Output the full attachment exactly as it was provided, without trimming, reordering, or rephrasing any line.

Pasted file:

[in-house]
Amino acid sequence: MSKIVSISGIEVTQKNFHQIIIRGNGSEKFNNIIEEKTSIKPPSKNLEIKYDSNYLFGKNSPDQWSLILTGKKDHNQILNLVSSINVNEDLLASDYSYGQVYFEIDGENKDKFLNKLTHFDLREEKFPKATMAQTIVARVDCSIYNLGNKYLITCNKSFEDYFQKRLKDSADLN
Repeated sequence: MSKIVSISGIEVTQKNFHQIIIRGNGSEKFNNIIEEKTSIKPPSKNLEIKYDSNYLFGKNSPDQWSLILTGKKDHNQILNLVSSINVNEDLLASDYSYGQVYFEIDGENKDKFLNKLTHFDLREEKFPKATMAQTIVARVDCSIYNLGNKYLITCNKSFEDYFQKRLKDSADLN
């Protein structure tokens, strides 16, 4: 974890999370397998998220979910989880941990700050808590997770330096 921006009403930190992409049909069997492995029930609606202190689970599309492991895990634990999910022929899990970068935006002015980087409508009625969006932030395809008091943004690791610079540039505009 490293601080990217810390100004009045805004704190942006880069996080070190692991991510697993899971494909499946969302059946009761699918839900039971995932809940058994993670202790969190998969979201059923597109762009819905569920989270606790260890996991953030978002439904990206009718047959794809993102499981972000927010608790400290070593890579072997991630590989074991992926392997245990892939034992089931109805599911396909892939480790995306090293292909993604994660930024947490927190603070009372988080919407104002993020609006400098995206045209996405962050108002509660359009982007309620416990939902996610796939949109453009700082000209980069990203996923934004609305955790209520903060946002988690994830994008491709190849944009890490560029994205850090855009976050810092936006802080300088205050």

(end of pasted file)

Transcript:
[in-house]
Amino acid sequence: MSKIVSISGIEVTQKNFHQIIIRGNGSEKFNNIIEEKTSIKPPSKNLEIKYDSNYLFGKNSPDQWSLILTGKKDHNQILNLVSSINVNEDLLASDYSYGQVYFEIDGENKDKFLNKLTHFDLREEKFPKATMAQTIVARVDCSIYNLGNKYLITCNKSFEDYFQKRLKDSADLN
Repeated sequence: MSKIVSISGIEVTQKNFHQIIIRGNGSEKFNNIIEEKTSIKPPSKNLEIKYDSNYLFGKNSPDQWSLILTGKKDHNQILNLVSSINVNEDLLASDYSYGQVYFEIDGENKDKFLNKLTHFDLREEKFPKATMAQTIVARVDCSIYNLGNKYLITCNKSFEDYFQKRLKDSADLN
């Protein structure tokens, strides 16, 4: 974890999370397998998220979910989880941990700050808590997770330096 921006009403930190992409049909069997492995029930609606202190689970599309492991895990634990999910022929899990970068935006002015980087409508009625969006932030395809008091943004690791610079540039505009 490293601080990217810390100004009045805004704190942006880069996080070190692991991510697993899971494909499946969302059946009761699918839900039971995932809940058994993670202790969190998969979201059923597109762009819905569920989270606790260890996991953030978002439904990206009718047959794809993102499981972000927010608790400290070593890579072997991630590989074991992926392997245990892939034992089931109805599911396909892939480790995306090293292909993604994660930024947490927190603070009372988080919407104002993020609006400098995206045209996405962050108002509660359009982007309620416990939902996610796939949109453009700082000209980069990203996923934004609305955790209520903060946002988690994830994008491709190849944009890490560029994205850090855009976050810092936006802080300088205050």